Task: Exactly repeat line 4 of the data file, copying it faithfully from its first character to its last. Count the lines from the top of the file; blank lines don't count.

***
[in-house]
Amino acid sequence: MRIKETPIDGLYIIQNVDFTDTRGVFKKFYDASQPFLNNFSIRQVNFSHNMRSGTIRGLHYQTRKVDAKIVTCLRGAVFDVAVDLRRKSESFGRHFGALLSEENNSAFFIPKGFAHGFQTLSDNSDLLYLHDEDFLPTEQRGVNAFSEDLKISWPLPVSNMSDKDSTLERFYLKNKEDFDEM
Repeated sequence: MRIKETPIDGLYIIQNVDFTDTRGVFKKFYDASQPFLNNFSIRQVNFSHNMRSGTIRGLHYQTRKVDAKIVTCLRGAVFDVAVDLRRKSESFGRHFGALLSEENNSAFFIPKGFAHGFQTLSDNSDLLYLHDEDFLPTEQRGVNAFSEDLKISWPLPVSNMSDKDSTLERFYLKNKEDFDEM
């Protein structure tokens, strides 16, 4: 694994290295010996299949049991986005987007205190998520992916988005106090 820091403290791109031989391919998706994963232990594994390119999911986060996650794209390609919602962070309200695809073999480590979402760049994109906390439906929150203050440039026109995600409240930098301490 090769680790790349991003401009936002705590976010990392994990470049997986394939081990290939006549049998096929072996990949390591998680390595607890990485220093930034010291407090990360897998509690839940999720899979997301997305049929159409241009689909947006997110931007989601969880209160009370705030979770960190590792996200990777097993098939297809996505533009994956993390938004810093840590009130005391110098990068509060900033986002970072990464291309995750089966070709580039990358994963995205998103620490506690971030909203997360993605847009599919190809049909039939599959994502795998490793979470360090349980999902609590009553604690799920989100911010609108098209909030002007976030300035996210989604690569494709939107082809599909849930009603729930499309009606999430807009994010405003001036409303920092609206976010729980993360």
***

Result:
């Protein structure tokens, strides 16, 4: 694994290295010996299949049991986005987007205190998520992916988005106090 820091403290791109031989391919998706994963232990594994390119999911986060996650794209390609919602962070309200695809073999480590979402760049994109906390439906929150203050440039026109995600409240930098301490 090769680790790349991003401009936002705590976010990392994990470049997986394939081990290939006549049998096929072996990949390591998680390595607890990485220093930034010291407090990360897998509690839940999720899979997301997305049929159409241009689909947006997110931007989601969880209160009370705030979770960190590792996200990777097993098939297809996505533009994956993390938004810093840590009130005391110098990068509060900033986002970072990464291309995750089966070709580039990358994963995205998103620490506690971030909203997360993605847009599919190809049909039939599959994502795998490793979470360090349980999902609590009553604690799920989100911010609108098209909030002007976030300035996210989604690569494709939107082809599909849930009603729930499309009606999430807009994010405003001036409303920092609206976010729980993360």